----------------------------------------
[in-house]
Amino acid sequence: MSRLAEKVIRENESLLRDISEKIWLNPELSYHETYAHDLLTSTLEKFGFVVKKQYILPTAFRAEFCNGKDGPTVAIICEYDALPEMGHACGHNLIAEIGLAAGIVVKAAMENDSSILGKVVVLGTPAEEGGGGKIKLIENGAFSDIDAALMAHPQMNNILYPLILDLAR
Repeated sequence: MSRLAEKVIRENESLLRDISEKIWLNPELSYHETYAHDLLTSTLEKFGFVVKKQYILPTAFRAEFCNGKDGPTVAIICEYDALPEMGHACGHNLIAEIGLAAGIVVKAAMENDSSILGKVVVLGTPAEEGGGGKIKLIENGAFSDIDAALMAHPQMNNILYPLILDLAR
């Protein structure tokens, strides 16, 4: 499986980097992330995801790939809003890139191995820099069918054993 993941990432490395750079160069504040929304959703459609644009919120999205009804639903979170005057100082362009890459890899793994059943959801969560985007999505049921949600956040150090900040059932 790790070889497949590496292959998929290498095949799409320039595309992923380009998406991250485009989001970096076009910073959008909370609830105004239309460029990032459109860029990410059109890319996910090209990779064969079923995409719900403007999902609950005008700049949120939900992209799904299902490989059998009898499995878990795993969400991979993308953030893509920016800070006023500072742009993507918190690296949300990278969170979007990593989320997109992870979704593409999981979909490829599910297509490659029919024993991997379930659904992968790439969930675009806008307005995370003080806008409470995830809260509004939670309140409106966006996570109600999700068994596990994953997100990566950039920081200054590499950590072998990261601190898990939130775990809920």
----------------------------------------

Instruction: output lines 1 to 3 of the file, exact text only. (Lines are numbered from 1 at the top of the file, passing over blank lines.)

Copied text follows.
[in-house]
Amino acid sequence: MSRLAEKVIRENESLLRDISEKIWLNPELSYHETYAHDLLTSTLEKFGFVVKKQYILPTAFRAEFCNGKDGPTVAIICEYDALPEMGHACGHNLIAEIGLAAGIVVKAAMENDSSILGKVVVLGTPAEEGGGGKIKLIENGAFSDIDAALMAHPQMNNILYPLILDLAR
Repeated sequence: MSRLAEKVIRENESLLRDISEKIWLNPELSYHETYAHDLLTSTLEKFGFVVKKQYILPTAFRAEFCNGKDGPTVAIICEYDALPEMGHACGHNLIAEIGLAAGIVVKAAMENDSSILGKVVVLGTPAEEGGGGKIKLIENGAFSDIDAALMAHPQMNNILYPLILDLAR